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Officials survey fatality, damage across northeast Texas in wake of storms, tornadoes

Officials are surveying the damage left behind after severe storms battered northeast Texas on Friday with heavy rain, damaging winds and multiple tornadoes.

A tornado watch was issued for 36 Texas counties, including Dallas County, on Friday afternoon, but it extended all the way through Oklahoma and into parts of Arkansas before it expired at about 8 p.m.

In that time, numerous confirmed tornadoes touched down, including one over Point — 17 miles southeast of Greenville — as it headed toward Sulphur Springs. The storm system continued near East Texas cities of New Boston, Naples, Brookston and Paris.

One person died as a result of the storm in Morris County, which includes Naples, and several homes were damaged, County Judge Doug Reeder said in a Facebook post. One fatality also was confirmed in McCurtain County in Oklahoma, according to The Associated Press.

The National Weather Service confirmed Saturday afternoon that an EF3 tornado with winds up to 160 mph hit Lamar County, roughly 105 miles northeast of Dallas.

The Paris News said the twister caused “significant” damage to the county’s small rural community of Powderly, including a “miles-long trail of destruction,” according to the publication.

Officials said the tornado touched down shortly after 4 p.m. Friday. Its track was about 21 miles long, stretching into Oklahoma, they said.

At least 32 structures were destroyed and 41 have major damage, said Quincy Blount, the county’s emergency management coordinator at a news conference Saturday afternoon. Officials said no one remained unaccounted for, and at that time there were no reported deaths.

Blount said one of those injured was a volunteer firefighter who was responding to the station when her vehicle was hit by the tornado and she was ejected. She is in stable condition, Sheriff Scott Cass said.

Out of 13 people treated for injuries at Paris Regional Medical Center, two were admitted and three with serious — but not life-threatening — injuries were transferred for treatment in the Dallas-Fort Worth area, medical center CEO Steve Hyde said at the news conference.

Cass said support for the community was pouring in, and asked for prayers for those affected. He said that by Saturday morning numerous crews had arrived to help clean up and clear roads and that residents were “already starting to put their lives back together.”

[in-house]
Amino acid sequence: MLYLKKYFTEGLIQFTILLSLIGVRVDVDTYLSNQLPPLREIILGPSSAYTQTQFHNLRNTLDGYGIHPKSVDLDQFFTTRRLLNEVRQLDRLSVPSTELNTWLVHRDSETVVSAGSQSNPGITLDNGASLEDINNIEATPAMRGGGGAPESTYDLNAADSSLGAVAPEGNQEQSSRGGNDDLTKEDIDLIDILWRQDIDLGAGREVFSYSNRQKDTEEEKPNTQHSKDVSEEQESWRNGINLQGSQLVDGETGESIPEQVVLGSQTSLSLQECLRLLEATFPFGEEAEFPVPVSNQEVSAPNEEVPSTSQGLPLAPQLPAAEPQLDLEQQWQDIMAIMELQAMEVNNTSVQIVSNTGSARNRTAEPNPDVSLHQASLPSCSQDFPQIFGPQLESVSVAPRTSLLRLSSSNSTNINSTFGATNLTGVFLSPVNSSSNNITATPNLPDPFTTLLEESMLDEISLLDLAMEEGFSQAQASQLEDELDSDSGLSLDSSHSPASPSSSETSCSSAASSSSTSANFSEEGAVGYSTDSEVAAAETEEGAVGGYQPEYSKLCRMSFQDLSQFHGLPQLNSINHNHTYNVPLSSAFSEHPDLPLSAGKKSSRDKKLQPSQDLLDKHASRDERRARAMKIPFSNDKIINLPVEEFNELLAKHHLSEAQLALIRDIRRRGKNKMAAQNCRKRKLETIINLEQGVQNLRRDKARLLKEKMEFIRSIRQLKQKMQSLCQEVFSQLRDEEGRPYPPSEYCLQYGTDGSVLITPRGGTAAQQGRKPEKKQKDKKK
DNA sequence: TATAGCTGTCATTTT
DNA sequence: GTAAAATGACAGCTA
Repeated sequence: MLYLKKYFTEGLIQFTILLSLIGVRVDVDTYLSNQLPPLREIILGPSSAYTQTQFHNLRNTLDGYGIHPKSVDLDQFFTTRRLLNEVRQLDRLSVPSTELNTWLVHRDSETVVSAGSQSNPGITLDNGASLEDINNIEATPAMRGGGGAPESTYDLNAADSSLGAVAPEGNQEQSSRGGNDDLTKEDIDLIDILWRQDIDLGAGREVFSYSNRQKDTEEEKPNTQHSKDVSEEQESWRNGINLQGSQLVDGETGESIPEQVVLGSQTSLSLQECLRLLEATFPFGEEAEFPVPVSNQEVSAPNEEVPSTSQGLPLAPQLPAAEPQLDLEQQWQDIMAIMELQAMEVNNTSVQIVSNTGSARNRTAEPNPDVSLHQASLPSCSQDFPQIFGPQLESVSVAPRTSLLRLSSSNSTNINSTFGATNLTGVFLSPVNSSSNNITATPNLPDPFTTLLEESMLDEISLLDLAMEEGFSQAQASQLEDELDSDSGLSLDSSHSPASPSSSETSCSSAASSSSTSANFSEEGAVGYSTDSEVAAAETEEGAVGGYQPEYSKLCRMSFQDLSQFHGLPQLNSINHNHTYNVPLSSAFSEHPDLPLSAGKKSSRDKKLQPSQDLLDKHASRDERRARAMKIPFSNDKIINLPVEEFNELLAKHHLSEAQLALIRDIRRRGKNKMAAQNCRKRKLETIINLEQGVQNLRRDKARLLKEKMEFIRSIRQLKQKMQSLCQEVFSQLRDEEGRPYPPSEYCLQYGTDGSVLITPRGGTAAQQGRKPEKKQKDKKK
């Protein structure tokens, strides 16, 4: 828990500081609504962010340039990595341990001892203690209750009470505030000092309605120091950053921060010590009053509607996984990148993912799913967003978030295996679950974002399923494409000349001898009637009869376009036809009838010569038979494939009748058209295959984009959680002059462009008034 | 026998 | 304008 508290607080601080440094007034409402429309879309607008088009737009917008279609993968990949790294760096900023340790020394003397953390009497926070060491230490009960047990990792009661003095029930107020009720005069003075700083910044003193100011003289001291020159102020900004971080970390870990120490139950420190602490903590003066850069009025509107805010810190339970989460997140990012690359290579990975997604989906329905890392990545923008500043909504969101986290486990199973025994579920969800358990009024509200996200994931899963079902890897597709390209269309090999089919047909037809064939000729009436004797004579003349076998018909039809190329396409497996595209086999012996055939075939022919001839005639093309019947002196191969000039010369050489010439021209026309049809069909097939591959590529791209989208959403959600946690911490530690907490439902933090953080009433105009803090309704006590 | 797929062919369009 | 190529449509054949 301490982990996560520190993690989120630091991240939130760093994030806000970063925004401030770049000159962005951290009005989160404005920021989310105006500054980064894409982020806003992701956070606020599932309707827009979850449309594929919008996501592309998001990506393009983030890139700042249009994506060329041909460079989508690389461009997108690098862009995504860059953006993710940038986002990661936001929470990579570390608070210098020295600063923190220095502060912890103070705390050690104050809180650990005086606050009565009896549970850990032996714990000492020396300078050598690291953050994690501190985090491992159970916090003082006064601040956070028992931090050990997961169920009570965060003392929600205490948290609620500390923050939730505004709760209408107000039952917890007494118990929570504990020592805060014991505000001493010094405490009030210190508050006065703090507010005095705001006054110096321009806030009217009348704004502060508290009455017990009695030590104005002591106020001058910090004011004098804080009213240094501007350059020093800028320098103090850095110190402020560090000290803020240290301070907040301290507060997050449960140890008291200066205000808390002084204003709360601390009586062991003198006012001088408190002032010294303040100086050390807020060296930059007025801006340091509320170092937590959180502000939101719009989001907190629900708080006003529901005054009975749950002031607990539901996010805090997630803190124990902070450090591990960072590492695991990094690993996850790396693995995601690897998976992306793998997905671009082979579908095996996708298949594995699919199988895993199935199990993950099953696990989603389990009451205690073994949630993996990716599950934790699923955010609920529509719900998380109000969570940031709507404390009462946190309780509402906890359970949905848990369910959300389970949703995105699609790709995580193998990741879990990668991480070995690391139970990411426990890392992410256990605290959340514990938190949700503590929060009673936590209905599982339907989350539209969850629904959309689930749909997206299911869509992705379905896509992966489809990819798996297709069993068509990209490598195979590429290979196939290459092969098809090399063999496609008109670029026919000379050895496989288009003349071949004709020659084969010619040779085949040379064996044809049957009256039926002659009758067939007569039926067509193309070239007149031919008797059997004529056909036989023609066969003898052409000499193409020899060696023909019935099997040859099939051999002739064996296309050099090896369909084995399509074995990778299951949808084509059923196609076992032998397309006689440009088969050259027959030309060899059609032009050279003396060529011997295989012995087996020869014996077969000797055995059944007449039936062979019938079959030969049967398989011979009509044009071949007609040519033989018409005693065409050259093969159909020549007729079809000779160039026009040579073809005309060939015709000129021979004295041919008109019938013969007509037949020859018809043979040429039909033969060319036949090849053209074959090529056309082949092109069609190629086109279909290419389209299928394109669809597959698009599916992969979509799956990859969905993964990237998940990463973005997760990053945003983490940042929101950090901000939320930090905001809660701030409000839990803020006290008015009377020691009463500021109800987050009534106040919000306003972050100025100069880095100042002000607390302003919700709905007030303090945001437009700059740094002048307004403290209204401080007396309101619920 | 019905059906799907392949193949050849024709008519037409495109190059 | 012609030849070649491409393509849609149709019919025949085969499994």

“That’s resilience and that’s purpose,” Cass said.

Another tornado swept through Athens in Henderson County. The weather service classified it as an EF2, with winds up to 115 mph.

Additionally, the National Weather Service said a record amount of daily rainfall, coming in at 3.01 inches, was recorded at DFW Airport on Friday, breaking the previous record of 1.77 inches set in 1956.

Preliminary storm surveys are expected to continue throughout the weekend. Two teams were sent out to assess damage in Lamar and Henderson counties Saturday, the weather service said, and surveys will continue Sunday, with a team expected to evaluate Hopkins County.

Texans are being encouraged to report damage once the storm passes using the Individual State of Texas Assessment tool at damage.tdem.texas.gov.

To assist in the region’s recovery, Gov. Greg Abbott increased the readiness level of the Texas State Emergency Operations Center to a Level II on Friday, which activated state resources to support local emergency services, including directing the Texas Division of Emergency Management “to swiftly provide all necessary resources to protect our communities.”

About 9:15 p.m. Friday, the Texas A&M Forest Service said it sent crews, heavy equipment and sawyers throughout northeast Texas.

Those crews worked through the night in Lamar, Bowie, Cass, Red River and Morris counties, the forest service said, and personnel from outside northeast Texas arrived Saturday morning to “assist on saw teams, with heavy equipment, and logistical support.”

In the meantime, a dry and cool weekend will be followed by warmer, humid weather next week. While there is a slight chance of rain on Monday and again on Friday, “severe weather looks unlikely at this time,” the weather service said.

Here’s what NBC5′s latest forecast says:

  • SATURDAY: 68/48. Less humid with lots of sunshine.
  • SUNDAY: 77/53. Mostly sunny.
  • MONDAY: 80/65. Mostly cloudy, warm and breezy with a 30% chance of showers.
  • TUESDAY: 80/65. Partly cloudy, mild and breezy.
  • WEDNESDAY: 78/62. Partly cloudy.

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